# Proofs and stories as obstacle avoidance

Posted: 2017-08-07 , Modified: 2017-08-07

Tags: math, curriculum, communication

Parent: Math communication

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Proofs as obstacle avoidance

When you look at a proof written without motivation, it may look like a very windy path:

How would someone think to come up with such a complex proof? The answer is nicely encapsulated by the Simon’s ant metaphor.

“An ant, viewed as a behaving system, is quite simple. The apparent complexity of its behavior over time is largely a reflection of the complexity of the environment in which it finds itself”.

When you look at the obstacles to the proof, the path becomes a lot more motivated:

Thus, in teaching math it makes more sense to give proofs as successive approximations: first we’re going to try to the most direct path,

we’re going to see it doesn’t work

and then we’re going to successively refine our approach until we connect up our givens (A) and our desired (B).

(If you’re reading a math proof that’s given as in the first figure, then a good way to understand it is to try working on the problem yourself until you can see the shape of the obstacle, i.e., resupply the obstacle.)

Why should proofs be written “backwards”?

During an early stage in learning math, we learn that “you solve a problem backwards but you write it forwards.” This is very well for writing up homework problems, where the goal is to create a watertight argument. However, if you want to communicate a proof in a way such that other people will remember it and be able to re-apply the methods, then you should show a proof as obstacle avoidance.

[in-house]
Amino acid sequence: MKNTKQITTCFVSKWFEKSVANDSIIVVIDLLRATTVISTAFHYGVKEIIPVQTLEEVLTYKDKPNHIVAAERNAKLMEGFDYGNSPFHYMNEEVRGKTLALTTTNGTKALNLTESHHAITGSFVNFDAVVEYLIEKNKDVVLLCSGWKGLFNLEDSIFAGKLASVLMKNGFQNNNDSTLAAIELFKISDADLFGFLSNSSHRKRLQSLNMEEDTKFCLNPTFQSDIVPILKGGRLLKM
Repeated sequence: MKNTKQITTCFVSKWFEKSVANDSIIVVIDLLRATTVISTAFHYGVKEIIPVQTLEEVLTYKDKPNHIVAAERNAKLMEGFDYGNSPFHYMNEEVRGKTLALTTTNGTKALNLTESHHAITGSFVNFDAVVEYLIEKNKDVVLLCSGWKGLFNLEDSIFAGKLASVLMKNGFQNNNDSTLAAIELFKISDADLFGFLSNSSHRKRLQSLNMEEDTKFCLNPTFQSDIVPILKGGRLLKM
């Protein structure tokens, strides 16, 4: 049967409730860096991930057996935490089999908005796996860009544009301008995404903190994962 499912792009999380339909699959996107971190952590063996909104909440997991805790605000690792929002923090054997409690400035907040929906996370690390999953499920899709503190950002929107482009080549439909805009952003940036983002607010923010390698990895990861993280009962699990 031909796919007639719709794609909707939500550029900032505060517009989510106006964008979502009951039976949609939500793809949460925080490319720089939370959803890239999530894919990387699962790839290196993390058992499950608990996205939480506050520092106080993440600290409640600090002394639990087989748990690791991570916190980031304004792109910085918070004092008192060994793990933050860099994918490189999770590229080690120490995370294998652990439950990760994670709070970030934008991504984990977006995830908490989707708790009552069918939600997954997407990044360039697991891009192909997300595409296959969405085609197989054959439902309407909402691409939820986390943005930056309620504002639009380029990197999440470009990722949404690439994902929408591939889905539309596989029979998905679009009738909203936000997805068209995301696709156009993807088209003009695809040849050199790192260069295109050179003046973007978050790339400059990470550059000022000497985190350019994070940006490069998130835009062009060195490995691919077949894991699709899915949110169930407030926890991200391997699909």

Some more reasons:

• This refocuses math learning on the methods and the process, rather than the results. The methods are ultimately what transfers into tackling new problems.
• It is much easier to remember a proof if you can make the correspondence between the elements of the proof and the obstacles in the problem – which elements were introduced to combat which obstacles? You may have an illusion of understanding if you just see the windy path: when you put the text away, you can’t remember the windy path because you don’t know the rock it was trying to avoid!
• It is much easier to extract a concise proof from a proof written as backwards, than to extract the motivation from a proof written forwards.

Stories as obstacle avoidance

The metaphor given by the picture occurs in a lot of different settings. For example, when writing a story, it would be no fun if the characters got from point A to point B immediately! Here the obstacles aren’t simply existent like in math; the writer throws in a bunch of them to make the story more interesting, more windy… People like challenges; there is satisfaction to a path that makes it from A to B but is windy in the middle.